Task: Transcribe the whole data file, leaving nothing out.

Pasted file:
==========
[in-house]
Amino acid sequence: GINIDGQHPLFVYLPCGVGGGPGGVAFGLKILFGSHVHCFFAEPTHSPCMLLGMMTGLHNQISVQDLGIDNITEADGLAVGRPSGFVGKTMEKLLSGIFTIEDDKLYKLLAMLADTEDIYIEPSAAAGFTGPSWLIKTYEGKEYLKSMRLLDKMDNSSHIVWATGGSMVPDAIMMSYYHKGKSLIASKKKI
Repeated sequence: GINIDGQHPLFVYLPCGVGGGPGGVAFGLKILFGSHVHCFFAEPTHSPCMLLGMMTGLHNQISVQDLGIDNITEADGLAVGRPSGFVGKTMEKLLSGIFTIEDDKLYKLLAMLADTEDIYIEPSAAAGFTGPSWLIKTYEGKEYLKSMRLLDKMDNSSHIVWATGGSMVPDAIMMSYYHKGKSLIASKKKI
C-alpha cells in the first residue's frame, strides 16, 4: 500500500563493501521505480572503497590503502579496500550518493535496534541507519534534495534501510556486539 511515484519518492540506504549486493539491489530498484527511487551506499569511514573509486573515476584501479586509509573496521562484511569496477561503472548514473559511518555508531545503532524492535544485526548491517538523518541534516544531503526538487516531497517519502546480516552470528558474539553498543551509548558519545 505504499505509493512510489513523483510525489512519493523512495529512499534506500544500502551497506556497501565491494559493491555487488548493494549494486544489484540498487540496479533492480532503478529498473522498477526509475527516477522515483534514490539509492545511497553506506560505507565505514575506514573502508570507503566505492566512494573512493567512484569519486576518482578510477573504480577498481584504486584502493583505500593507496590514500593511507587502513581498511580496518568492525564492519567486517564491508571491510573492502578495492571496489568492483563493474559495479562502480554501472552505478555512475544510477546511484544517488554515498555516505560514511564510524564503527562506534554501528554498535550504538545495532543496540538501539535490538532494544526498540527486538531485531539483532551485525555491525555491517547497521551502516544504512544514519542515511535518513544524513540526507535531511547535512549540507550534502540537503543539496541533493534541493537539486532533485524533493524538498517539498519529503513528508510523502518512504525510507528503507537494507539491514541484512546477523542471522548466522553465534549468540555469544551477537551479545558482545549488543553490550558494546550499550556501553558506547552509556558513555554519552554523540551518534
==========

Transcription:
[in-house]
Amino acid sequence: GINIDGQHPLFVYLPCGVGGGPGGVAFGLKILFGSHVHCFFAEPTHSPCMLLGMMTGLHNQISVQDLGIDNITEADGLAVGRPSGFVGKTMEKLLSGIFTIEDDKLYKLLAMLADTEDIYIEPSAAAGFTGPSWLIKTYEGKEYLKSMRLLDKMDNSSHIVWATGGSMVPDAIMMSYYHKGKSLIASKKKI
Repeated sequence: GINIDGQHPLFVYLPCGVGGGPGGVAFGLKILFGSHVHCFFAEPTHSPCMLLGMMTGLHNQISVQDLGIDNITEADGLAVGRPSGFVGKTMEKLLSGIFTIEDDKLYKLLAMLADTEDIYIEPSAAAGFTGPSWLIKTYEGKEYLKSMRLLDKMDNSSHIVWATGGSMVPDAIMMSYYHKGKSLIASKKKI
C-alpha cells in the first residue's frame, strides 16, 4: 500500500563493501521505480572503497590503502579496500550518493535496534541507519534534495534501510556486539 511515484519518492540506504549486493539491489530498484527511487551506499569511514573509486573515476584501479586509509573496521562484511569496477561503472548514473559511518555508531545503532524492535544485526548491517538523518541534516544531503526538487516531497517519502546480516552470528558474539553498543551509548558519545 505504499505509493512510489513523483510525489512519493523512495529512499534506500544500502551497506556497501565491494559493491555487488548493494549494486544489484540498487540496479533492480532503478529498473522498477526509475527516477522515483534514490539509492545511497553506506560505507565505514575506514573502508570507503566505492566512494573512493567512484569519486576518482578510477573504480577498481584504486584502493583505500593507496590514500593511507587502513581498511580496518568492525564492519567486517564491508571491510573492502578495492571496489568492483563493474559495479562502480554501472552505478555512475544510477546511484544517488554515498555516505560514511564510524564503527562506534554501528554498535550504538545495532543496540538501539535490538532494544526498540527486538531485531539483532551485525555491525555491517547497521551502516544504512544514519542515511535518513544524513540526507535531511547535512549540507550534502540537503543539496541533493534541493537539486532533485524533493524538498517539498519529503513528508510523502518512504525510507528503507537494507539491514541484512546477523542471522548466522553465534549468540555469544551477537551479545558482545549488543553490550558494546550499550556501553558506547552509556558513555554519552554523540551518534